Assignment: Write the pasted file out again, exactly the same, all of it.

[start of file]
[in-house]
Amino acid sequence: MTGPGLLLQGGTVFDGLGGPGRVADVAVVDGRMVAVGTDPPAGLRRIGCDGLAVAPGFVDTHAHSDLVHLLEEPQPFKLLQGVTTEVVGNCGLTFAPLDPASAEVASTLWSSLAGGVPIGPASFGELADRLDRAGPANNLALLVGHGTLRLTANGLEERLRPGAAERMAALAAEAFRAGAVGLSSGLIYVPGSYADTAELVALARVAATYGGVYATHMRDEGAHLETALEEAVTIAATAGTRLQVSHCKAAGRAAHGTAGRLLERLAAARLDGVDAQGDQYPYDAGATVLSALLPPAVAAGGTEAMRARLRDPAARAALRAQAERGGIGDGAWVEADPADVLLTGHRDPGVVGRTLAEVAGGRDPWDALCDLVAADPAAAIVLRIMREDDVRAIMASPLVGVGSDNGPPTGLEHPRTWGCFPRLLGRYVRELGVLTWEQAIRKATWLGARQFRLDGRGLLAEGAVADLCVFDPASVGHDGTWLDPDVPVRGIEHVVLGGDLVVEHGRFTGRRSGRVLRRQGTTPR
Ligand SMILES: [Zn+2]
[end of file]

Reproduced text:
[in-house]
Amino acid sequence: MTGPGLLLQGGTVFDGLGGPGRVADVAVVDGRMVAVGTDPPAGLRRIGCDGLAVAPGFVDTHAHSDLVHLLEEPQPFKLLQGVTTEVVGNCGLTFAPLDPASAEVASTLWSSLAGGVPIGPASFGELADRLDRAGPANNLALLVGHGTLRLTANGLEERLRPGAAERMAALAAEAFRAGAVGLSSGLIYVPGSYADTAELVALARVAATYGGVYATHMRDEGAHLETALEEAVTIAATAGTRLQVSHCKAAGRAAHGTAGRLLERLAAARLDGVDAQGDQYPYDAGATVLSALLPPAVAAGGTEAMRARLRDPAARAALRAQAERGGIGDGAWVEADPADVLLTGHRDPGVVGRTLAEVAGGRDPWDALCDLVAADPAAAIVLRIMREDDVRAIMASPLVGVGSDNGPPTGLEHPRTWGCFPRLLGRYVRELGVLTWEQAIRKATWLGARQFRLDGRGLLAEGAVADLCVFDPASVGHDGTWLDPDVPVRGIEHVVLGGDLVVEHGRFTGRRSGRVLRRQGTTPR
Ligand SMILES: [Zn+2]